So if you have a family member who’s homosexual, and you also consider homosexuality a sin, then your loved one is not just being reassured by societal voices—and by many voices claiming a Christian base as well—that homosexuality is normal. He’s also being educated to believe that your disapproval of homosexuality constitutes, at the least, ignorance or, at the worst, hatred on your part.
When someone you love says, “I’m gay,” myriad questions arise that fall under the umbrella of two general ones: What about us? and What about God? By exploring both questions, we’re better equipped to deal with the arguments, emotions, and relational negotiations so often involved in this difficult family situation. Let me propose three key points to consider for each of these two questions.
WHAT ABOUT US?
Our primary hope for our loved ones is that they be in God’s will. We want them saved, growing in grace, and living obediently. John summed up every godly parent’s heart when he declared, “I have no greater joy than to hear my children walk in truth” (3 John 1:4, all Scripture references KJV). But while their relationship with Him is our first passion, that’s tough to address if our relationship with them is unsatisfactory. Plainly put, family members, no matter what the situation, are unlikely to respond to our exhortations if there’s unresolved tension between them and us. Here are some issues to clarify, then, when a family member “comes out” to you.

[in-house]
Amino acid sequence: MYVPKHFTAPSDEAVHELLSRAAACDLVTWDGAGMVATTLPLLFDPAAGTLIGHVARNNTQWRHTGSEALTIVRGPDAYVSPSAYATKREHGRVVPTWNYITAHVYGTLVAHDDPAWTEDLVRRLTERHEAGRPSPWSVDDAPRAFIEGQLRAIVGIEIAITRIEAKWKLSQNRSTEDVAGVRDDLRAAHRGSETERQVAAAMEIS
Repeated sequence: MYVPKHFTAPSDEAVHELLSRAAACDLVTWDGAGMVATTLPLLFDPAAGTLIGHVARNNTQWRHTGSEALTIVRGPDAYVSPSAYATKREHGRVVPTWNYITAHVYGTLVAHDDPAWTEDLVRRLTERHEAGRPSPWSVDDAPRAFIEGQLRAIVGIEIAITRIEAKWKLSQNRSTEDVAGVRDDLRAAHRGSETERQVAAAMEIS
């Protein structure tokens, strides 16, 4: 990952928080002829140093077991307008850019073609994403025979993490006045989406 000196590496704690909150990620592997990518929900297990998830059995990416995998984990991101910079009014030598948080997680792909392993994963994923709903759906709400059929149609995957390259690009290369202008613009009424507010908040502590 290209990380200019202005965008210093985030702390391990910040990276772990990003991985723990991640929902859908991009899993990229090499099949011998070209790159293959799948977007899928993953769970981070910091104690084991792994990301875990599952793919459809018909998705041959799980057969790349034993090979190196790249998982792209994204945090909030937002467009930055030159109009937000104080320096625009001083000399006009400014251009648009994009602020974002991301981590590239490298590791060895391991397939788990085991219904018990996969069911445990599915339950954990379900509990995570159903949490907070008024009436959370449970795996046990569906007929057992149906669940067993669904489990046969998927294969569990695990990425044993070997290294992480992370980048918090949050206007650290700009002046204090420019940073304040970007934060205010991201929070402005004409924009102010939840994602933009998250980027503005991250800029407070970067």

If the news is a shock or disappointment, it won’t help to pretend otherwise. Our emotions aren’t meant to be detached from our minds, and we can’t pretend indifference in light of a loved one’s sin. Paul didn’t pretend to be unaffected by the
Galatians’ error when he exclaimed he was amazed by them (Gal. 1:6), nor did he deny his sadness over the difficulties he was having with Corinth (2 Cor. 1:23–2:4). A godly heart rejoices in truth and grieves over wrong, so there’s nothing unloving in saying, “This is hard for me. I’m feeling so many things I can hardly process them all, so bear with me. You’ve had time to absorb this, but it’s still new to me.”
In light of the above-cited statistics about the way many homosexuals perceive Christians, your loved one may expect you to reject or denigrate him, or adopt a holier-than-thou attitude. Many believe their Christian families will no longer consider them valuable, dismissing them as sinners unworthy of attention or love. That’s why I encourage believers to reassure gay family members that their relationship is primary, and that they’re committed to not allowing this to interfere with, much less define, that relationship. “If it be possible, as much as lieth in you, live peaceably with all men,” Paul urged in Romans 12:18. Effort should be made, then, to keep relationships intact as much as possible. And in most cases, it’s entirely possible.
Which isn’t to say a family member’s newly announced homosexuality won’t change things. Once it’s out, you realize someone you love embraces something God forbids, just as your loved one realizes you disapprove. Neither of you could be unaffected by that knowledge, but if something affects people, it needn’t divide them. There is still room for affection, conversation, and very deep love, even when both parties are in sharp and perhaps irreconcilable disagreement.